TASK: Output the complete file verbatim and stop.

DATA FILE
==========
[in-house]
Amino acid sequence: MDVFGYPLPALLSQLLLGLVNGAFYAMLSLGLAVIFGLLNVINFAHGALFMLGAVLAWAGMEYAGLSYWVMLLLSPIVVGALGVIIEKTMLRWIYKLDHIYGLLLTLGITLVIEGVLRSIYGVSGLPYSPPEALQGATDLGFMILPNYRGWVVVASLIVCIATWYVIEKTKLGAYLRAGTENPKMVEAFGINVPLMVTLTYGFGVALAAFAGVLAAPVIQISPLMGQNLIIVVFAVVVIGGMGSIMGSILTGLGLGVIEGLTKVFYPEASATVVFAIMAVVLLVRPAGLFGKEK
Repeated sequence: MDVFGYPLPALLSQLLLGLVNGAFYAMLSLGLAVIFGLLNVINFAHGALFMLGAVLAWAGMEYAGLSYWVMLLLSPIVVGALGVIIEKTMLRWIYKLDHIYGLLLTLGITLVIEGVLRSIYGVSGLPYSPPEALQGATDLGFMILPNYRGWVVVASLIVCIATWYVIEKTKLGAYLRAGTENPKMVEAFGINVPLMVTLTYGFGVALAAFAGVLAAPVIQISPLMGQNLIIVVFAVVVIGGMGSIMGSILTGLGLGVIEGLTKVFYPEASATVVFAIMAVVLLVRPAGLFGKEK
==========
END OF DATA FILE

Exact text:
[in-house]
Amino acid sequence: MDVFGYPLPALLSQLLLGLVNGAFYAMLSLGLAVIFGLLNVINFAHGALFMLGAVLAWAGMEYAGLSYWVMLLLSPIVVGALGVIIEKTMLRWIYKLDHIYGLLLTLGITLVIEGVLRSIYGVSGLPYSPPEALQGATDLGFMILPNYRGWVVVASLIVCIATWYVIEKTKLGAYLRAGTENPKMVEAFGINVPLMVTLTYGFGVALAAFAGVLAAPVIQISPLMGQNLIIVVFAVVVIGGMGSIMGSILTGLGLGVIEGLTKVFYPEASATVVFAIMAVVLLVRPAGLFGKEK
Repeated sequence: MDVFGYPLPALLSQLLLGLVNGAFYAMLSLGLAVIFGLLNVINFAHGALFMLGAVLAWAGMEYAGLSYWVMLLLSPIVVGALGVIIEKTMLRWIYKLDHIYGLLLTLGITLVIEGVLRSIYGVSGLPYSPPEALQGATDLGFMILPNYRGWVVVASLIVCIATWYVIEKTKLGAYLRAGTENPKMVEAFGINVPLMVTLTYGFGVALAAFAGVLAAPVIQISPLMGQNLIIVVFAVVVIGGMGSIMGSILTGLGLGVIEGLTKVFYPEASATVVFAIMAVVLLVRPAGLFGKEK